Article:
White House Inquiry Clears Huawei From Spying

More worrying to the government, say sources, was the fact that the firm had vulnerabilities that could have been exploited by hackers.

White House Inquiry Clears Huawei From Spying

Ten days after a congressional committee insinuated it was a risk to national security, Huawei has been exonerated by the White House. Although the 18-month review, which concluded earlier this year, supported parts of Congress’s findings, the firm was found not to be a spy risk. The firm’s hardware was, however, found to be vulnerable to hackers.

Allegations of spying are completely unfounded, said one of the sources. “We knew certain parts of government really wanted” [evidence]. “We would have found it if it were there.” Huawei’s problems apparently lie with its equipment, saying that poor programming has led to vulnerabilities in the firm’s routers. One security expert claimed that it was five times easier to find a hole in a Huawei router than one made by Cisco.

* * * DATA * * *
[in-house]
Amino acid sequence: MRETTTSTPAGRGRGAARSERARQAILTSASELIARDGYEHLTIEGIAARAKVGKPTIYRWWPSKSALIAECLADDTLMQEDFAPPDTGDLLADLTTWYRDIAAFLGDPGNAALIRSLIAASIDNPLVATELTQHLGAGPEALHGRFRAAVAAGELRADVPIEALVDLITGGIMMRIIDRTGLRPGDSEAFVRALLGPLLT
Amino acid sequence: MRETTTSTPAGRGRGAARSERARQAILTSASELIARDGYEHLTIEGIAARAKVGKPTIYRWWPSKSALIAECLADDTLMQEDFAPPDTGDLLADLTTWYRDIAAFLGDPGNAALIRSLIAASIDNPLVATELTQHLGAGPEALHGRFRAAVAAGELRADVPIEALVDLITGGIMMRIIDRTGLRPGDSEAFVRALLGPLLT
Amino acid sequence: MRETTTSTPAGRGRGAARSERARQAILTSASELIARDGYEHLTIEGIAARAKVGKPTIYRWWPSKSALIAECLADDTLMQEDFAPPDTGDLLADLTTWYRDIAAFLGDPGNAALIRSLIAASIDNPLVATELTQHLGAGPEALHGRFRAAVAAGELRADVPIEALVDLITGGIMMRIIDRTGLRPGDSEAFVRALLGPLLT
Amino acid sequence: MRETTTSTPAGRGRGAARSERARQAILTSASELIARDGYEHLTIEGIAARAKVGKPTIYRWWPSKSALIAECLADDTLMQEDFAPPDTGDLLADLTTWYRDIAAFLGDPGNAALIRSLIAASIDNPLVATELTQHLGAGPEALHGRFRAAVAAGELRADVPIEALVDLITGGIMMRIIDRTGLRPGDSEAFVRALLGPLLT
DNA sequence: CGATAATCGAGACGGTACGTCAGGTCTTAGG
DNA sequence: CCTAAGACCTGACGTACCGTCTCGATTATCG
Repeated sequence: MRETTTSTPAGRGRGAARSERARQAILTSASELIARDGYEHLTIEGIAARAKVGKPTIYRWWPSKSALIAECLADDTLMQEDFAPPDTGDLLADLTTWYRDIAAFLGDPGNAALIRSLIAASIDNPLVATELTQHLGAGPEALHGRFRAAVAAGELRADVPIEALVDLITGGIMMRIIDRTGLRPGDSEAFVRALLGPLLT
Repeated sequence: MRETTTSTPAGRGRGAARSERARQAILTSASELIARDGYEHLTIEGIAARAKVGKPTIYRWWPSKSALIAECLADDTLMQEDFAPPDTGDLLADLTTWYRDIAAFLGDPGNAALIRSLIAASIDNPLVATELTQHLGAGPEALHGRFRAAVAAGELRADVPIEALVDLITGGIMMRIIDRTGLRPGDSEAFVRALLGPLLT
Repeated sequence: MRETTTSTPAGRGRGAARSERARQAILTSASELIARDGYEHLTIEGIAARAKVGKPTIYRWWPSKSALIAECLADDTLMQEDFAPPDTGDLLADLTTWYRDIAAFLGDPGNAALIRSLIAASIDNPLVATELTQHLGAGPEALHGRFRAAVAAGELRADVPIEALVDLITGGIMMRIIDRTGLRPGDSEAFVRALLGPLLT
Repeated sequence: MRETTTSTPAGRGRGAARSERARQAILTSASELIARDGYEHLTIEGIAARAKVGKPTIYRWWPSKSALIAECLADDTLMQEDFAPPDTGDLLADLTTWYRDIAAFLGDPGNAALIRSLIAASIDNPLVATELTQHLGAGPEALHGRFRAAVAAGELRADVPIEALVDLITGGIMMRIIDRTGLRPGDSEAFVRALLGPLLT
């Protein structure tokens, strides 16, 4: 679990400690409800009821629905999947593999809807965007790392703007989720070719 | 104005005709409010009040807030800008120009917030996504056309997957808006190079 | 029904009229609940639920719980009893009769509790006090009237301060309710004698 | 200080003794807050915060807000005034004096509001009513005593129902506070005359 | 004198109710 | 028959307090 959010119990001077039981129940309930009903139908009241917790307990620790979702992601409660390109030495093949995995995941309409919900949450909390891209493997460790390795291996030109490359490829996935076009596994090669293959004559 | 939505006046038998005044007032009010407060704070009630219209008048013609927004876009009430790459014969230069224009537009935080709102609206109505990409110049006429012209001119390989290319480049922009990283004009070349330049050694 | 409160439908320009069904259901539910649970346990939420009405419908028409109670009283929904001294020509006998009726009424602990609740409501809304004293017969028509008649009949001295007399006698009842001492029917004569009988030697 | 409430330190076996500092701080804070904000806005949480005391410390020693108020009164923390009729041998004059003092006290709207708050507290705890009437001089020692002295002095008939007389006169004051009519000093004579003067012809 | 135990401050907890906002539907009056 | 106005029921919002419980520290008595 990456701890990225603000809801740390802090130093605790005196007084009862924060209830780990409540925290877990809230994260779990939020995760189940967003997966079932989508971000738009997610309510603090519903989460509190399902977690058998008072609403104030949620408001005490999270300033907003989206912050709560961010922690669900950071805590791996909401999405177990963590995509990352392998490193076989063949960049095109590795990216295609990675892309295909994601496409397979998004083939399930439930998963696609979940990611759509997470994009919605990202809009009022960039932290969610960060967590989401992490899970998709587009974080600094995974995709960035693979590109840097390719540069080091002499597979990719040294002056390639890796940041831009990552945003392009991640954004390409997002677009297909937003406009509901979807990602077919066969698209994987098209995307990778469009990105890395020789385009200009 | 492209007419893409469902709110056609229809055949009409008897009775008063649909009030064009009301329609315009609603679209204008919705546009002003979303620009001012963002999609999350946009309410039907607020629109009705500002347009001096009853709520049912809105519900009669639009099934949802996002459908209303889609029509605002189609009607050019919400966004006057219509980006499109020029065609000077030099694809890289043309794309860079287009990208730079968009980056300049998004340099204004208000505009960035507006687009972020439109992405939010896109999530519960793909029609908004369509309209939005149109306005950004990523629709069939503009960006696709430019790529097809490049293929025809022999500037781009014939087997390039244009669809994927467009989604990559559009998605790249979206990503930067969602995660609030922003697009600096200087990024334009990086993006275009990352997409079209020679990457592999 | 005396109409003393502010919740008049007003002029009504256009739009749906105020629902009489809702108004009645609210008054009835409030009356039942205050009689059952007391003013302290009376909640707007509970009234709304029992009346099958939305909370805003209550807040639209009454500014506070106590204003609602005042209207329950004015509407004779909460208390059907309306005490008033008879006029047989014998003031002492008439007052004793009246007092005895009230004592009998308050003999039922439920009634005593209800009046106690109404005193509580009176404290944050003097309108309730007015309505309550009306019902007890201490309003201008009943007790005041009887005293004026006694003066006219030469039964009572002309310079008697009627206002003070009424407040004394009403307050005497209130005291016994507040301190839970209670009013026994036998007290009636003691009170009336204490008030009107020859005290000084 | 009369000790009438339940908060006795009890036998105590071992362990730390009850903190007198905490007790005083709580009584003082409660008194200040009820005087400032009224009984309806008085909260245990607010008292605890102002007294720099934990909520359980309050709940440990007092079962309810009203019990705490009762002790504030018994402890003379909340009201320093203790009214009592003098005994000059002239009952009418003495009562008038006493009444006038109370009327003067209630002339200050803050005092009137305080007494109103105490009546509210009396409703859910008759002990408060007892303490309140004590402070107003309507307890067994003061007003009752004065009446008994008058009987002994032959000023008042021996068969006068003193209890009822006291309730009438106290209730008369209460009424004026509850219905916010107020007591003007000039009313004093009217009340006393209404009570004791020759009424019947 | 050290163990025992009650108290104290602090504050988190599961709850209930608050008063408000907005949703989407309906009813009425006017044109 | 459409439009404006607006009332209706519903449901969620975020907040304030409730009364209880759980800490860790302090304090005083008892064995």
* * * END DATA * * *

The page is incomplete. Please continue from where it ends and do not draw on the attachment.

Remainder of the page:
The White House has refused to comment on the report.

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My writing career has taken me all round the houses over the past decade and a half--from grumpy teens and hungover rock bands in the U.K., where I was born, via celebrity interviews, health, tech and fashion in Madrid and Paris, before returning to London, where I now live. For the past five years I've been writing about technology and innovation for U.S.

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